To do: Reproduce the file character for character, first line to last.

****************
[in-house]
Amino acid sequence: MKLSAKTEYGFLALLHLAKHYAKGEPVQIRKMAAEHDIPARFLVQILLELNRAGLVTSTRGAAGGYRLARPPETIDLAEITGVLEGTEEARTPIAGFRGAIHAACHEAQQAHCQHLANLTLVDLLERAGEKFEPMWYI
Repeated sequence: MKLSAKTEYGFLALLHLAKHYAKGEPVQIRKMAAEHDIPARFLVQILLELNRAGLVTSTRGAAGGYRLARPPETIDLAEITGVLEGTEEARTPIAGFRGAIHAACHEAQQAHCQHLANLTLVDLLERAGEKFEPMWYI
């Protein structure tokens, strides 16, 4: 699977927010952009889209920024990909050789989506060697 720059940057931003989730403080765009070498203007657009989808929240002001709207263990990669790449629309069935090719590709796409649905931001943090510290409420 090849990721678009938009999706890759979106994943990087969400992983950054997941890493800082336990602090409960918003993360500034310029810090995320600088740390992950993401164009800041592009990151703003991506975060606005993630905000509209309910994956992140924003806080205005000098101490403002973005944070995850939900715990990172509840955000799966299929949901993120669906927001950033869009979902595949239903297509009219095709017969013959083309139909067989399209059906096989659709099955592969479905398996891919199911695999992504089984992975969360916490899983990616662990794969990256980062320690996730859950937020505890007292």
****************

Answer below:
[in-house]
Amino acid sequence: MKLSAKTEYGFLALLHLAKHYAKGEPVQIRKMAAEHDIPARFLVQILLELNRAGLVTSTRGAAGGYRLARPPETIDLAEITGVLEGTEEARTPIAGFRGAIHAACHEAQQAHCQHLANLTLVDLLERAGEKFEPMWYI
Repeated sequence: MKLSAKTEYGFLALLHLAKHYAKGEPVQIRKMAAEHDIPARFLVQILLELNRAGLVTSTRGAAGGYRLARPPETIDLAEITGVLEGTEEARTPIAGFRGAIHAACHEAQQAHCQHLANLTLVDLLERAGEKFEPMWYI
């Protein structure tokens, strides 16, 4: 699977927010952009889209920024990909050789989506060697 720059940057931003989730403080765009070498203007657009989808929240002001709207263990990669790449629309069935090719590709796409649905931001943090510290409420 090849990721678009938009999706890759979106994943990087969400992983950054997941890493800082336990602090409960918003993360500034310029810090995320600088740390992950993401164009800041592009990151703003991506975060606005993630905000509209309910994956992140924003806080205005000098101490403002973005944070995850939900715990990172509840955000799966299929949901993120669906927001950033869009979902595949239903297509009219095709017969013959083309139909067989399209059906096989659709099955592969479905398996891919199911695999992504089984992975969360916490899983990616662990794969990256980062320690996730859950937020505890007292």